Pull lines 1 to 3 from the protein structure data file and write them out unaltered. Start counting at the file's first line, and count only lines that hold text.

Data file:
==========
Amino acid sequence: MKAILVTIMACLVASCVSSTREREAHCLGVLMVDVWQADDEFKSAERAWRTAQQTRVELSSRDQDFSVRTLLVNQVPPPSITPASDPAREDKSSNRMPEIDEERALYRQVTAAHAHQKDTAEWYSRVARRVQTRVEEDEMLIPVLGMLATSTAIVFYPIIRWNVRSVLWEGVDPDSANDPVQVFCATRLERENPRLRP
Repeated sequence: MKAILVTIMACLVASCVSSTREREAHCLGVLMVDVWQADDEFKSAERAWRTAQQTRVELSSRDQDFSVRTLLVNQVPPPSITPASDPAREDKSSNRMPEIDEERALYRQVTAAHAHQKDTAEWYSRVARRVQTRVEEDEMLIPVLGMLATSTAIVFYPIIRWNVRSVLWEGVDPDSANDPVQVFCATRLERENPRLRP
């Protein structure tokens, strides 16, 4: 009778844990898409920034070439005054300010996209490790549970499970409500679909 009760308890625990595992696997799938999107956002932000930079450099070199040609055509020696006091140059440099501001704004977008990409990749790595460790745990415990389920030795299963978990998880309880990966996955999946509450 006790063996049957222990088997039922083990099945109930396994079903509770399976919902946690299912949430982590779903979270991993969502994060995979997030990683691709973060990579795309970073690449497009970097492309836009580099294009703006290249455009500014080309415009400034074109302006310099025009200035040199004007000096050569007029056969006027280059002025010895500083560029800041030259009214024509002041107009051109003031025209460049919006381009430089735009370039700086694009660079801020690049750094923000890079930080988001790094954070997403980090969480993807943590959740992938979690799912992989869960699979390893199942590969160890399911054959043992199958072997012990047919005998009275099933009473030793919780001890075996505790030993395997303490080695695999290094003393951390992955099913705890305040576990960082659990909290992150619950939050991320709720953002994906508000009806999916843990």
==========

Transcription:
Amino acid sequence: MKAILVTIMACLVASCVSSTREREAHCLGVLMVDVWQADDEFKSAERAWRTAQQTRVELSSRDQDFSVRTLLVNQVPPPSITPASDPAREDKSSNRMPEIDEERALYRQVTAAHAHQKDTAEWYSRVARRVQTRVEEDEMLIPVLGMLATSTAIVFYPIIRWNVRSVLWEGVDPDSANDPVQVFCATRLERENPRLRP
Repeated sequence: MKAILVTIMACLVASCVSSTREREAHCLGVLMVDVWQADDEFKSAERAWRTAQQTRVELSSRDQDFSVRTLLVNQVPPPSITPASDPAREDKSSNRMPEIDEERALYRQVTAAHAHQKDTAEWYSRVARRVQTRVEEDEMLIPVLGMLATSTAIVFYPIIRWNVRSVLWEGVDPDSANDPVQVFCATRLERENPRLRP
């Protein structure tokens, strides 16, 4: 009778844990898409920034070439005054300010996209490790549970499970409500679909 009760308890625990595992696997799938999107956002932000930079450099070199040609055509020696006091140059440099501001704004977008990409990749790595460790745990415990389920030795299963978990998880309880990966996955999946509450 006790063996049957222990088997039922083990099945109930396994079903509770399976919902946690299912949430982590779903979270991993969502994060995979997030990683691709973060990579795309970073690449497009970097492309836009580099294009703006290249455009500014080309415009400034074109302006310099025009200035040199004007000096050569007029056969006027280059002025010895500083560029800041030259009214024509002041107009051109003031025209460049919006381009430089735009370039700086694009660079801020690049750094923000890079930080988001790094954070997403980090969480993807943590959740992938979690799912992989869960699979390893199942590969160890399911054959043992199958072997012990047919005998009275099933009473030793919780001890075996505790030993395997303490080695695999290094003393951390992955099913705890305040576990960082659990909290992150619950939050991320709720953002994906508000009806999916843990």